I randomly ran across an article this week that essentially had one of the developers for the Saints Row games saying they hoped Anita Sarkeesian examined their games as part of the “Tropes vs. Women” series because they felt they’d done a good job representing women. If you’re unfamiliar with the backlash storm surrounding Mrs. Sarkessian & her series, the long & short of it is that she started a Kickstarter project to examine the various clichés surrounding female videogame characters. Why everyone got so upset about someone pointing out what’s been blatantly obvious was beyond me, hence why I’ve never watched her series.
(And before anyone starts ranting, yes, I know most videogame characters are essentially made up of various tropes, clichés & archetypes, regardless of gender. The issue is that most of the clichés for male characters are empowering & positive while, with notable exceptions, the female cliches are degrading & insulting.)
But that’s not the point of this post, because I’ve already done a post on my opinion on the matter. This is about Deep Silver/Volition’s comment of representing women well in their games.
My first reaction upon reading this was to laugh it off. This is Saints Row, after all. A series of games glorifying the gangsta life. Between the prostitutes & the ability to make a female character that looks like she’s smuggling water balloons in her bra, it’s an understandable reaction.
But then I actually stopped to think about it. And crazily, they might have a point! Because for all the over-the-top craziness, the Saints Row games don’t treat male & female characters differently.
Let’s look at the Boss, first of all. In the first game, you could only play as a male character. But in the rest of the games, you can make the Boss male or female. And regardless of how you choose to customize them, they play out the same (usually like a borderline sociopath) & none of the other characters treat them any differently. Not only that, but you can make any sort of character you want, with any combination of gender traits. Your male Boss can run around in a slinky cocktail dress & heels, while your female Boss can sport a five o’clock shadow. And going back to the water balloons from earlier… yeah, it looks completely ridiculous. But what didn’t the give the men for Sex Appeal? A customizable bulge in their shorts. You can’t tell me that doesn’t say Volition knew it was ridiculous & embraced it for both genders equally.
Also, the game isn’t affected in any way by which gender you pick. Even in Saint’s Row IV, when they poke fun at RPGs with their “romance” options. You’re not limited by gender on who you can “romance.” In fact, at no point does the game acknowledge which gender the player’s using. In fact, the only portion of the game that (thankfully) changes based on your gender is in the Ho-ing diversion in Saints Row 2, where the gender of your client is the opposite of yours. And again, men can ho just as readily as women.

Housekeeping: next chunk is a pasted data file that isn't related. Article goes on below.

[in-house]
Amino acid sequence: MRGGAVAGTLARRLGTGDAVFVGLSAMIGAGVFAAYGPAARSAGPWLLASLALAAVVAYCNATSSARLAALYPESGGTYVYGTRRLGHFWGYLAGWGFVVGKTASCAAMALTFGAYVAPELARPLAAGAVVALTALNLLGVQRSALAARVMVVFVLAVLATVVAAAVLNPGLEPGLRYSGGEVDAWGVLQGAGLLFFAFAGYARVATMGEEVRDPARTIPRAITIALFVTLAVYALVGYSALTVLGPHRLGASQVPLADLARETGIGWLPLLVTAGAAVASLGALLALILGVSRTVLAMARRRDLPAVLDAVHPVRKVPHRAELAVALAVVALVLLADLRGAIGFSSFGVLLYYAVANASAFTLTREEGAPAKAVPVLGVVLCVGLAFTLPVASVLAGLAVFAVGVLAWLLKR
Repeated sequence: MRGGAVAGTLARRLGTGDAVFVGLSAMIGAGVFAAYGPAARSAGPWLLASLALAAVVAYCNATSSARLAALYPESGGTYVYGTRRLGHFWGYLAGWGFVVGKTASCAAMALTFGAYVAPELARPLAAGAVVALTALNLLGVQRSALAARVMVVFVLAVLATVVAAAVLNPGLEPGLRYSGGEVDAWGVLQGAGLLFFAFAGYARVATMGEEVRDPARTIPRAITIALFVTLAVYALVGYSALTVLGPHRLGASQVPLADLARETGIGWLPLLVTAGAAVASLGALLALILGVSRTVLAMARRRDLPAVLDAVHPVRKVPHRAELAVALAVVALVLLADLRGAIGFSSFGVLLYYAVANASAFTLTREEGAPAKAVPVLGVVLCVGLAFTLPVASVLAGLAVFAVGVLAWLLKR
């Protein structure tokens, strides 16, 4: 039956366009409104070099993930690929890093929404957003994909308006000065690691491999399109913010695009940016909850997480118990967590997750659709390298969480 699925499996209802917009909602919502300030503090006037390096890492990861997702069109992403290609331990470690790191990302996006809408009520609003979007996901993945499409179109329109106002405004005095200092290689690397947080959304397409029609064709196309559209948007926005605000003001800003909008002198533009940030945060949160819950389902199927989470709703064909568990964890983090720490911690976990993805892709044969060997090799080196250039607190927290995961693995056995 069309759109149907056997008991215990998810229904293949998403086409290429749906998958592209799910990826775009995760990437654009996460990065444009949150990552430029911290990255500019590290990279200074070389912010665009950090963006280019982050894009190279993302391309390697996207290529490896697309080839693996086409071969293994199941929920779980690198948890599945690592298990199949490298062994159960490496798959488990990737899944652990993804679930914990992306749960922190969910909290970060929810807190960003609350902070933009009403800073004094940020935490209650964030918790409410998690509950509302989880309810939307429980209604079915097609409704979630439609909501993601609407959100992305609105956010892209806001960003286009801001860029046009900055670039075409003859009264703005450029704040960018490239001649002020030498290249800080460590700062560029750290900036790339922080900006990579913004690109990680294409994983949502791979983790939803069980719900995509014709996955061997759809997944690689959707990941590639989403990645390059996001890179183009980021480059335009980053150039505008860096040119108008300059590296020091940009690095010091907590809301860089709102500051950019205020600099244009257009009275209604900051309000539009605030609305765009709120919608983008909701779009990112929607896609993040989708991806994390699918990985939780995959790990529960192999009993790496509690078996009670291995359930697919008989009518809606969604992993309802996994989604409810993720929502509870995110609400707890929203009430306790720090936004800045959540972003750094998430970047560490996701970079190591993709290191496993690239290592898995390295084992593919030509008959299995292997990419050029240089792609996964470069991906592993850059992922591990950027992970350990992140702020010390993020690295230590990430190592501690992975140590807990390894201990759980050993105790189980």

… there’s a sentence I never thought I’d say…
Now let’s look at the side characters & NPCs. All of the female side characters are as capable & unique as their male counterparts. Shaundi, Kinzie, Viola & Asha… all memorable characters. And while the Boss does have to save them on occasion, they also save their male counterparts as frequently. Also, in regards the Shaundi, she goes through a bit of a development arc when it comes to needing to be saved. In her first appearance in the second game, Shaundi’s portrayed as a party-girl who, while useful for her chemistry & tech skills, needs to be saved on several occasions. In Saints Row: The Third, not only has she become more business savvy, but thanks to Gat’s sacrifice, becomes resentful at needing to be saved all the time & becomes this sort of stone-cold hussy.
As for the strippers & prostitutes everywhere… well, I suppose that’s part of the life of a gangsta. However, you can also customize your gang so that the random NPCs you can recruit off the streets are male gimps, so I’d still argue there are efforts to make things equal in that regard. I personally found a lot of amusement in driving around the city in my pimped out convertible with a posse of gimps at my command.
That’s not to say the game’s perfectly equal. There are a few slip ups if you’re playing as a female character that broke my immersion. All of them revolved around my straight (in my mind) female Boss getting hit on my other women. There are two scenes in particular that stick out. In Saints Row 2, at the beginning of the final act, a female bartender makes eyes at the Boss, & the Boss seems to be equally interested. And in Saints Row: The Third, during the party scene a female stripper hits on the Boss. If you’re a guy playing as a woman, you probably didn’t see this as an issue. But as a woman playing as a woman getting hit on by a woman, it’s a bit jarring if you’re not viewing yourself as playing a lesbian. Which I wasn’t.
So yeah, it’s not perfect. But I do think the devs made a conscious effort to let gamers play as whatever sort of character they wanted & not have the experience limited by gender. I always felt a sense of equality in the game, where everything is portrayed as an exaggeration. The games all felt very inclusive. Not perfect, but a step in the right direction.